Chicago trip & Nate's progress

Jeff Katz

Every year we go to Chicago to visit old friends and see the new restaurants, stores and, of course, bathrooms, that Nate has been keeping his eye on during the previous 12 months. Trips are usually accompanied with developmental leaps and, though those advances are less pronounced as he gets older, Nate was different this last week. The way he said things, the way he interacted, were, dare I say, more “normal.”

Here are a few examples:

On Christmas Day, Rob, Joey and I went to see The Fighter. We didn’t get out of the theater until around 7:30. Still on Eastern Time, we were all very hungry as we proceeded with a very Jewish Christmas – movie and Chinese food. When we picked up Karen and Nate at the hotel, the Westin in Wheeling, and headed to Golden Chef, Karen told us how the two of them had hung around in the room. Around 7 or so, Nate proclaimed he was starving.

“I really was,” Nate chimed in as his Mom told the story. That phrase, “I really was,” was new to us. It showed Nate was listening, thinking, and reflecting on what he was hearing and what he felt. The delivery was pitch perfect.

When we got back to the room, Nate faced Joey as they sat on the two adjacent Queen sized beds.

“Joey,” Nate asked. “Do you like girls?”

“Yes,” Joey answered, waiting for the usual follow-up about Johnny Test, one of Nate’s favorite cartoon characters. But not this time.

With his head down, Nate said in a quiet conversational tone, almost sheepishly, “What girls do you like?”

We were all shocked by this, so much so that I had to tell Joey to answer. He did, with someone who will remain nameless for this post. I asked Nate if he liked any girls in college, and he haltingly said “Maybe.”

“That was the first real conversation I ever had with Nate,” Joey said afterward.

Nate had a moderate list of “toilaroids” he needed to take. I asked him how many he had. Usually he follows with a number, but this time he said “Not many.” Another sign of growth. As Dylan said, “Something is happening here, and I don’t know what it is.” But it’s good.

There were some typical Nate moments.

The funniest moment came when Nate was getting undressed for the night. He stood next to Joey’s bed, where Joey was lying down. With his underwear still on, Nate took a comic turn.

“I’m naked,” he yelled, covering himself up, arms crossed over his midsection

“No you’re not,” said Joey. With that, Nate dropped his drawers.

“Oh, now you are,” Joey horrified at what he saw, calmly commented. We all cracked up.

We rode the elevator at the Westin with a black couple, probably in their 30′s. Nate was staring at the plastic bag the woman held and, he was getting ready to say something. I can always tell: his face starts twitching a bit, as if he’s gearing up but not sure if he will speak and how.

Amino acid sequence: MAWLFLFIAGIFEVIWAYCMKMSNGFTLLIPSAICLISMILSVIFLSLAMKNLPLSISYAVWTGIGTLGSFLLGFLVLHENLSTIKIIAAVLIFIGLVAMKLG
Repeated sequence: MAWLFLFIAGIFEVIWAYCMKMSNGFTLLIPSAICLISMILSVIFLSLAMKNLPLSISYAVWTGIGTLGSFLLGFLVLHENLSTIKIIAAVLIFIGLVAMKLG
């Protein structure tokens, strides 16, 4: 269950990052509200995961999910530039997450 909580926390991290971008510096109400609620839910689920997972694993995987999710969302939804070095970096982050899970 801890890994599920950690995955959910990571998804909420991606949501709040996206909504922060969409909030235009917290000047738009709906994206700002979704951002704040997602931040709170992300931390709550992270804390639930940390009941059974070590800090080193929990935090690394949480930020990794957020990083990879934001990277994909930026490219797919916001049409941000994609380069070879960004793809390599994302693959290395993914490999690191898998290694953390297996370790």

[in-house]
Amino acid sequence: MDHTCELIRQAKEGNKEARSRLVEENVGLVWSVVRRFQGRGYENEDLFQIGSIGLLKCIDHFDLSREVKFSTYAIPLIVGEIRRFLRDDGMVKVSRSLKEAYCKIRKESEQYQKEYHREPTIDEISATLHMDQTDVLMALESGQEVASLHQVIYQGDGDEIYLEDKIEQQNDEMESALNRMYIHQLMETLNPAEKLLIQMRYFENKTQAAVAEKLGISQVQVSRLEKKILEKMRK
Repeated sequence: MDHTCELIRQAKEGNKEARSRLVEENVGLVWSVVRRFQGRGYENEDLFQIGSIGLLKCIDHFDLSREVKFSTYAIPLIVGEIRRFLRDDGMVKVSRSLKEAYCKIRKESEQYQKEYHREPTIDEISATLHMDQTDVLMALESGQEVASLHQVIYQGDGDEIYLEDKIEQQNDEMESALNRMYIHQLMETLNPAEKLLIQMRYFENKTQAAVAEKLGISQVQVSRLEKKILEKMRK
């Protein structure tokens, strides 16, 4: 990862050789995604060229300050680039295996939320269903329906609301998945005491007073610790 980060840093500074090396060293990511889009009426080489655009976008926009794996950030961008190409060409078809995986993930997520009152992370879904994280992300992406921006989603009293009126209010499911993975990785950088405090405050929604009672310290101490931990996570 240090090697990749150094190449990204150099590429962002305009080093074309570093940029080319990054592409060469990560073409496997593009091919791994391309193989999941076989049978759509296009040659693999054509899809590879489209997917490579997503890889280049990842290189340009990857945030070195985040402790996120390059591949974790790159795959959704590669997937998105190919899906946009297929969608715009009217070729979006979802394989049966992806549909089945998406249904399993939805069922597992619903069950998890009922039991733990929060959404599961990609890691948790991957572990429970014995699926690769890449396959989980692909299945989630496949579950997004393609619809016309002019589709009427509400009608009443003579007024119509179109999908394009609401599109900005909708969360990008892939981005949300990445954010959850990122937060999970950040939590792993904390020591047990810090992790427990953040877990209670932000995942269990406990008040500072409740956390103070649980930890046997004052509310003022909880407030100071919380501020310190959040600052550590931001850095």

Very sweetly, he spoke.

“Hello black lady, what restaurant is that from?” he inquired as he pointed to the bag.

“Bob Chinn’s. It’s very good,” she answered kindly. Bob Chinn’s Crabhouse is legendary in Wheeling.

I wasn’t sure if she had heard him, or not, but I felt compelled to explain when we got out on the fourth floor. She was very nice about it.

Our Chicago trips are usually bittersweet. We love Cooperstown but sorely miss Chicago. It’s the car rule that all musical choices are at the prerogative of the driver. Joey doesn’t drive, so Karen and I give him some say when we’re behind the wheel.

Rob was in the passenger seat, Joey in the way back and Nate behind me in the middle row.

“Can someone play ‘It’s All Too Much?’” Joey begged.

Rob found it and, shortly after the opening guitar and organ riff, Nate spoke.

“This song is a little sad.”

I sort of heard him, but he was speaking low and I asked him to say it again. He did, and in a quick he was in full blubber. Nate misses our old home the most. He’s very nostalgic for Lincolnshire and the surrounding shopping centers. Once, the boys, my good friend Dan and myself saw Yellow Submarine at The Music Box Theater on Southport Ave in the city. Maybe the song triggered that memory.

We all get so sad when Nate’s sad. I kept asking him what was wrong and, finally, he spilled it.

“I’m sad about leaving Illinois.” He had pulled his black down hood over his eyes to cover his tears, and in the rear view mirror, I could see the lower half of his face, his bottom jaw jutting out, quivering.

“Do you want to pick a new song?”

He picked “Magical Mystery Tour,” thinking that would make him happy, but it took a long time to rebound. I could see Nate trying on lots of happy faces in an attempt to will the tear drops away.

All in all, it was a wonderful way to end 2010 and Nate is ready for his return trip. His plans for us have already begun.

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